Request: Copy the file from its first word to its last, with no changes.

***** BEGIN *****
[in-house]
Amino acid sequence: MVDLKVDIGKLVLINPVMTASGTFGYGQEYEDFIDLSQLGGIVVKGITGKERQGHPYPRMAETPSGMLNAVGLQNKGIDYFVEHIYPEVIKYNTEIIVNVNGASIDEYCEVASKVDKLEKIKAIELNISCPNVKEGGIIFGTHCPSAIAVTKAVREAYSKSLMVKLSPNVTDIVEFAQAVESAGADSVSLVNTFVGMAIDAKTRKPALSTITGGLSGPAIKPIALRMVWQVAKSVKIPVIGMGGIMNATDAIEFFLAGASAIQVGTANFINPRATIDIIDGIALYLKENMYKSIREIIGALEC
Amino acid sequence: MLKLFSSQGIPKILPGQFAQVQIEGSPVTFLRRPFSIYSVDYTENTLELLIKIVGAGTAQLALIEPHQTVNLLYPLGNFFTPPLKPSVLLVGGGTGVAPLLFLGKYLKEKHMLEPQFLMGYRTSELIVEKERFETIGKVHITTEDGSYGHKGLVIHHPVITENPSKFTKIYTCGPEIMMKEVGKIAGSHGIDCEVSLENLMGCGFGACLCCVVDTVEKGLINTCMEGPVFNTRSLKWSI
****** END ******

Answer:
[in-house]
Amino acid sequence: MVDLKVDIGKLVLINPVMTASGTFGYGQEYEDFIDLSQLGGIVVKGITGKERQGHPYPRMAETPSGMLNAVGLQNKGIDYFVEHIYPEVIKYNTEIIVNVNGASIDEYCEVASKVDKLEKIKAIELNISCPNVKEGGIIFGTHCPSAIAVTKAVREAYSKSLMVKLSPNVTDIVEFAQAVESAGADSVSLVNTFVGMAIDAKTRKPALSTITGGLSGPAIKPIALRMVWQVAKSVKIPVIGMGGIMNATDAIEFFLAGASAIQVGTANFINPRATIDIIDGIALYLKENMYKSIREIIGALEC
Amino acid sequence: MLKLFSSQGIPKILPGQFAQVQIEGSPVTFLRRPFSIYSVDYTENTLELLIKIVGAGTAQLALIEPHQTVNLLYPLGNFFTPPLKPSVLLVGGGTGVAPLLFLGKYLKEKHMLEPQFLMGYRTSELIVEKERFETIGKVHITTEDGSYGHKGLVIHHPVITENPSKFTKIYTCGPEIMMKEVGKIAGSHGIDCEVSLENLMGCGFGACLCCVVDTVEKGLINTCMEGPVFNTRSLKWSI